Objective: Chronic diseases are associated with increased unplanned acute hospital use. Remote patient monitoring (RPM) can detect disease exacerbations and facilitate proactive management, possibly reducing expensive acute hospital usage. Current evidence examining RPM and acute care use mainly involves heart failure and omits automated invasive monitoring. This study aimed to determine if RPM reduces acute hospital use.

Methods / Measures: A systematic literature review of PubMed, Embase and CINAHL electronic databases was undertaken in July 2019 and updated in October 2020 for studies published from January 2015 to October 2020 reporting RPM and effect on hospitalisations, length of stay or emergency department presentations. All populations and disease conditions were included. Two independent reviewers screened articles. Quality analysis was performed using the Joanna Briggs Institute checklist. Findings were stratified by outcome variable. Subgroup analysis was undertaken on disease condition and RPM technology.

Results: From 2050 identified records, 91 studies were included. Studies were medium-to-high quality. RPM for all disease conditions was reported to reduce admissions, length of stay and emergency department presentations in 49% (n=44/90), 49% (n=23/47) and 41% (n=13/32) of studies reporting each measure, respectively. Remaining studies largely reported no change. Four studies reported RPM increased acute care use. RPM of chronic obstructive pulmonary disease (COPD) was more effective at reducing emergency presentation than RPM of other disease conditions. Similarly, invasive monitoring of cardiovascular disease was more effective at reducing hospital admissions versus other disease conditions and non-invasive monitoring.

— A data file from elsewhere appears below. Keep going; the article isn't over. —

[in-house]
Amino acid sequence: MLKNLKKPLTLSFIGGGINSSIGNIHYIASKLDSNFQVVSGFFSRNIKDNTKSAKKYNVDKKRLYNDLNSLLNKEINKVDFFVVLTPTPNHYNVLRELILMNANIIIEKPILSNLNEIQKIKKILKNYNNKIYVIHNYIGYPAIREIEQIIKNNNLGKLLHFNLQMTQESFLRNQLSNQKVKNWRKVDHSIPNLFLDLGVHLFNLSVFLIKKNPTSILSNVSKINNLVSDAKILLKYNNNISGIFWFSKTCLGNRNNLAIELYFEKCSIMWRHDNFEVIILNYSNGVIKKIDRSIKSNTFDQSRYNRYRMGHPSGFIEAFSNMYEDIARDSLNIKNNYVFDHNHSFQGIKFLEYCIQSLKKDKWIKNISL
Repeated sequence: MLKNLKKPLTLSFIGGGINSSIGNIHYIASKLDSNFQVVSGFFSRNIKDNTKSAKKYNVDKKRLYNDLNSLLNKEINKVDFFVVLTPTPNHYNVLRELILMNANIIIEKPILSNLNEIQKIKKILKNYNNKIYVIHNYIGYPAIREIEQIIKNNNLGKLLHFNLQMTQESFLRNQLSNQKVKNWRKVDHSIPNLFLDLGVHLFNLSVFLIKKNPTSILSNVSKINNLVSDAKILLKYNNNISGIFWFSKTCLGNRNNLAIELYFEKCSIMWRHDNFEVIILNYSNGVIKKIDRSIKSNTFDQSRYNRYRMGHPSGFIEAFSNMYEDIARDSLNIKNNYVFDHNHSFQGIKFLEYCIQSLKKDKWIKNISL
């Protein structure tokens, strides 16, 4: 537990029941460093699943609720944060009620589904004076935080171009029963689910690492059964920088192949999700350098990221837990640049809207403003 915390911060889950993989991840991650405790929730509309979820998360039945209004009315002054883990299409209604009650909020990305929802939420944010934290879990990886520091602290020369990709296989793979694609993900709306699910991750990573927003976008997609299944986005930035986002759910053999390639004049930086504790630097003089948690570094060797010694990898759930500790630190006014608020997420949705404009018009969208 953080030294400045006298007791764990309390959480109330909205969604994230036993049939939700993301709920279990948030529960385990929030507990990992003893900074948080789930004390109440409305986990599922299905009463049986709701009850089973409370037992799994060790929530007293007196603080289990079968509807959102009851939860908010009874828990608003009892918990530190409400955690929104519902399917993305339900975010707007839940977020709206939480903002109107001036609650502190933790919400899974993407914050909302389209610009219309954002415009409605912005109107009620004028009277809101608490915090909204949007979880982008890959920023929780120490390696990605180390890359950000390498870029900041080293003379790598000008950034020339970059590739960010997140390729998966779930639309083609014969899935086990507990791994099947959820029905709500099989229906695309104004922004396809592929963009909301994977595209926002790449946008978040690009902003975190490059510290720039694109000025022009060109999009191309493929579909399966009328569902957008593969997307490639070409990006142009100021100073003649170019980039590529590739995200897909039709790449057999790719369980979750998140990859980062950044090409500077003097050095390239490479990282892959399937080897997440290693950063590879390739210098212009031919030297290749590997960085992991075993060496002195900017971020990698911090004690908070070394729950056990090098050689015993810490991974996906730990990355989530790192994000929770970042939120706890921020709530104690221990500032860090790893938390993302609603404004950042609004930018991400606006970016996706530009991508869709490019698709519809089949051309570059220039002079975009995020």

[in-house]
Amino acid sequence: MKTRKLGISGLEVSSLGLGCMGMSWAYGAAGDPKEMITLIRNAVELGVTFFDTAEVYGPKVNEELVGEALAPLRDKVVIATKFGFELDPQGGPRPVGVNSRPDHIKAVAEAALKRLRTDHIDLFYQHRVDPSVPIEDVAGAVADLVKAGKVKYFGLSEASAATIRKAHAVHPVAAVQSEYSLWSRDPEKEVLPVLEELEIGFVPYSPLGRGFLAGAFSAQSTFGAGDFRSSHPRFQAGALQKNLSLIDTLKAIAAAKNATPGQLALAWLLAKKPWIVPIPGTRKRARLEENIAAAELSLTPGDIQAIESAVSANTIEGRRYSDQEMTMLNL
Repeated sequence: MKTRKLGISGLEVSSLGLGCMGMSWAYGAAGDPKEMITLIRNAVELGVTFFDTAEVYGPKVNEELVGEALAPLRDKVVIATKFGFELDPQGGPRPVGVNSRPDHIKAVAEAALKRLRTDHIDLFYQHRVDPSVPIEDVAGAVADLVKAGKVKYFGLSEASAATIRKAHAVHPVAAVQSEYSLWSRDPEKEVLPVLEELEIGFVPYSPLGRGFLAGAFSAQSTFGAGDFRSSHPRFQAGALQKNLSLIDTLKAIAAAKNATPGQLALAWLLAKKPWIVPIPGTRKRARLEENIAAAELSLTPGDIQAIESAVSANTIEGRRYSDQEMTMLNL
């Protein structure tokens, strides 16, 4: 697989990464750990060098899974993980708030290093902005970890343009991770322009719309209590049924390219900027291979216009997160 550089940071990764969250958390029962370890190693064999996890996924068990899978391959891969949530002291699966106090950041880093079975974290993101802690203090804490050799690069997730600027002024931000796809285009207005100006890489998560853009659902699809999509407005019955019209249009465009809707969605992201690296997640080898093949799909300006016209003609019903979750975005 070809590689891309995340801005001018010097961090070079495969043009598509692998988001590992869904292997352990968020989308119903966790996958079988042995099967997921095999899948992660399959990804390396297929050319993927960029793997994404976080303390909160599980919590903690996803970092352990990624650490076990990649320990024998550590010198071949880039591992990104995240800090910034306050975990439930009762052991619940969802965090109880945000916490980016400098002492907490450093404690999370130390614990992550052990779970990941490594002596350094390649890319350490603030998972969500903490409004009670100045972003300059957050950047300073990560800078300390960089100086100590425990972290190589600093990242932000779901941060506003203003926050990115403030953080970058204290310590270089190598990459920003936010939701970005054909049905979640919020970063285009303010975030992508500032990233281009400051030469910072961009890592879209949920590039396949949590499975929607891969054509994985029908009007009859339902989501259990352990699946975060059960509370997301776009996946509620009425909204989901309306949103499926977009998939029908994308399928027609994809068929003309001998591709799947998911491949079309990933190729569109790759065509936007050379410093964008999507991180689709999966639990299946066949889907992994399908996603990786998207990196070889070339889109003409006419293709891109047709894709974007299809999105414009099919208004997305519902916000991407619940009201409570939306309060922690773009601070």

Conclusions: RPM can reduce acute care use for patients with cardiovascular disease and COPD. However, effectiveness varies within and between populations. RPM's effect on other conditions is inconclusive due to limited studies. Further analysis is required to understand underlying mechanisms causing variation in RPM interventions. These findings should be considered alongside other benefits of RPM, including increased quality of life for patients.